oa Southern African Journal of Anaesthesia and Analgesia - Adrenal insufficiency in critically ill septic patients at Dr George Mukhari Hospital : research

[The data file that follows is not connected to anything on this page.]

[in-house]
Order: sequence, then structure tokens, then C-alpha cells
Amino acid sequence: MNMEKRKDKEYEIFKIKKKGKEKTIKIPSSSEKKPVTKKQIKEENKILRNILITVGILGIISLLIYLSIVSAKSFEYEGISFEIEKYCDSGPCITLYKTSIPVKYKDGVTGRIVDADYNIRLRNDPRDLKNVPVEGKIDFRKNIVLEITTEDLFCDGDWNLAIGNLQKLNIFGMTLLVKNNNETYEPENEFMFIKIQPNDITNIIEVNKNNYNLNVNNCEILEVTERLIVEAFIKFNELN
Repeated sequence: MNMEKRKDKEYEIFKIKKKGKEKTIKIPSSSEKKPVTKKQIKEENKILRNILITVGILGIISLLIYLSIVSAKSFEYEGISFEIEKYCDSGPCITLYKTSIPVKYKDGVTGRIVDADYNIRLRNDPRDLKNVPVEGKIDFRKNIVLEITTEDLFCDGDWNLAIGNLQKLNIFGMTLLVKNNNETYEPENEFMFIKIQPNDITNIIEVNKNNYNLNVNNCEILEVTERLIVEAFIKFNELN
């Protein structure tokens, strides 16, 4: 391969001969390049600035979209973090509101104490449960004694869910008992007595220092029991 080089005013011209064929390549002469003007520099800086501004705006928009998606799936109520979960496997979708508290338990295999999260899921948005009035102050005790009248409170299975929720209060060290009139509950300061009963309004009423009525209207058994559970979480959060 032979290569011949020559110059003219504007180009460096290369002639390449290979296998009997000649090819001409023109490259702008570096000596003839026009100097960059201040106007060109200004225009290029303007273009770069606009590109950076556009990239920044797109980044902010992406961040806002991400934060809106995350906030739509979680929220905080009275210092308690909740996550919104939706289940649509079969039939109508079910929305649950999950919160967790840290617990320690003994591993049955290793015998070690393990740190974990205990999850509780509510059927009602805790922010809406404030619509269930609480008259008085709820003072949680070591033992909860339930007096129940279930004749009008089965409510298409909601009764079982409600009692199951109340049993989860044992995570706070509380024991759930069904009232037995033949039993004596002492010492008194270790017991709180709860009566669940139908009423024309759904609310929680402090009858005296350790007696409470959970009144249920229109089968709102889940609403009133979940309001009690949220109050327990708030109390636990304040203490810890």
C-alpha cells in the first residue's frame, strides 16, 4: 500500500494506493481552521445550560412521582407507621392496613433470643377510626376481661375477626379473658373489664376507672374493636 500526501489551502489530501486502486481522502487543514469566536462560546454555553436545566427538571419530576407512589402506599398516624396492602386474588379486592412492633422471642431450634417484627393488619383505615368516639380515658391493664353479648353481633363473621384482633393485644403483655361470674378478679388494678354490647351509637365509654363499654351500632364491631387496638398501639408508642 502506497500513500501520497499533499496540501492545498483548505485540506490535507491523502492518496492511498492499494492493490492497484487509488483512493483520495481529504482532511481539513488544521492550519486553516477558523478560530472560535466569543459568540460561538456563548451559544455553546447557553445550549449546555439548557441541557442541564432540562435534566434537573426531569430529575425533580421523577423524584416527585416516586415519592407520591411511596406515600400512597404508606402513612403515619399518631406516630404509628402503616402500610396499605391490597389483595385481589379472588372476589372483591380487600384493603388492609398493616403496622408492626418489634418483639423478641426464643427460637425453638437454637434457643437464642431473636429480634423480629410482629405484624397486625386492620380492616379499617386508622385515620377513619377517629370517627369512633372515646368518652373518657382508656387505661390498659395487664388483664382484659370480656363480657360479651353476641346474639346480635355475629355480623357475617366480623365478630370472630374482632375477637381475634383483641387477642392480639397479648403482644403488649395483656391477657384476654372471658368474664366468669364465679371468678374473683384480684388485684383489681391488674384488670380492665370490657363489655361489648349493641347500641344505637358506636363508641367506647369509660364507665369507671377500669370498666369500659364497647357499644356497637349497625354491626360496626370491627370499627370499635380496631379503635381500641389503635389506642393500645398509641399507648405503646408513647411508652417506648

<I>Rationale:</I> Adrenal insufficiency occurs with varying frequency in critically ill patients. It is usually associated with a high mortality and poor clinical outcome. <BR><I>Objective:</I> To determine the incidence of adrenal failure in patients with severe sepsis and septic shock admitted to our intensive care unit. <BR><I>Design:</I> Prospective observational study, over a two year period (June 2003 - June 2005). <BR><I>Setting:</I> University hospital multi-disciplinary intensive care unit in South Africa. <BR><I>Patients:</I> One hundred and fifty-two patients with severe sepsis and septic shock. Patients with a history of adrenal insufficiency, those on steroid therapy and all those who received etomidate within a week prior to enrollment were excluded. <BR><I>Interventions:</I> None. <BR><I>Measurements and main results:</I> A random plasma cortisol level was measured in consecutive patients with severe sepsis and septic shock. Adrenal insufficiency was defined as a cortisol level below 20µg/dL. The incidence of adrenal insufficiency was 26, 97% (CI: 19, 97% - 34, 03%). Patients with adrenal insufficiency had lower APACHE II scores and better short-term survival rates. The occurrence of adrenal dysfunction in patients with septic shock was low with an incidence of 15.6%. The type of infecting organism, site of infection and the origin of the sepsis were not associated with differences in the incidence of adrenal deficiency. <BR><I>Conclusion:</I> Absolute adrenal insufficiency is not uncommon among our critically septic patients. The presence of adrenal failure was inversely correlated with illness severity and mortality.
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